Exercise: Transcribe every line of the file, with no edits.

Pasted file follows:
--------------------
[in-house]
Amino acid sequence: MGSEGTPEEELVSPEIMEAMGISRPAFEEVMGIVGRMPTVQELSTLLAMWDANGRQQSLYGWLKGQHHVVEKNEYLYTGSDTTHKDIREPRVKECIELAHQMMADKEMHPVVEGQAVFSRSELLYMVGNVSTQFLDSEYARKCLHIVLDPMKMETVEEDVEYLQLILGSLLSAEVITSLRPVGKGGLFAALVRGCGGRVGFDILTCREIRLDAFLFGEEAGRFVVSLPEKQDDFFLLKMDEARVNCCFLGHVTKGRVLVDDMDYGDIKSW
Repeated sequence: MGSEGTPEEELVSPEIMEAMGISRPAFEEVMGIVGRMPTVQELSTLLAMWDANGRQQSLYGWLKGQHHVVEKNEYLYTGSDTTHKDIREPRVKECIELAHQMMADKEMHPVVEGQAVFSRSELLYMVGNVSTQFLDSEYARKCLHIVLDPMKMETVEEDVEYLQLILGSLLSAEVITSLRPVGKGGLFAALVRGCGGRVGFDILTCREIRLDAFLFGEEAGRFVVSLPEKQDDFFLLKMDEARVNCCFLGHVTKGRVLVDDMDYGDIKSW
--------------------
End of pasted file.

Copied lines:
[in-house]
Amino acid sequence: MGSEGTPEEELVSPEIMEAMGISRPAFEEVMGIVGRMPTVQELSTLLAMWDANGRQQSLYGWLKGQHHVVEKNEYLYTGSDTTHKDIREPRVKECIELAHQMMADKEMHPVVEGQAVFSRSELLYMVGNVSTQFLDSEYARKCLHIVLDPMKMETVEEDVEYLQLILGSLLSAEVITSLRPVGKGGLFAALVRGCGGRVGFDILTCREIRLDAFLFGEEAGRFVVSLPEKQDDFFLLKMDEARVNCCFLGHVTKGRVLVDDMDYGDIKSW
Repeated sequence: MGSEGTPEEELVSPEIMEAMGISRPAFEEVMGIVGRMPTVQELSTLLAMWDANGRQQSLYGWLKGQHHVVEKNEYLYTGSDTTHKDIREPRVKECIELAHQMMADKEMHPVVEGQAVFSRSELLYMVGNVSTQFLDSEYARKCLHIVLDPMKMETVEEDVEYLQLILGSLLSAEVITSLRPVGKGGLFAALVRGCGGRVGFDILTCREIRLDAFLFGEEAGRFVVSLPEKQDDFFLLKMDEARVNCCFLGHVTKGRVLVDDMDYGDIKSW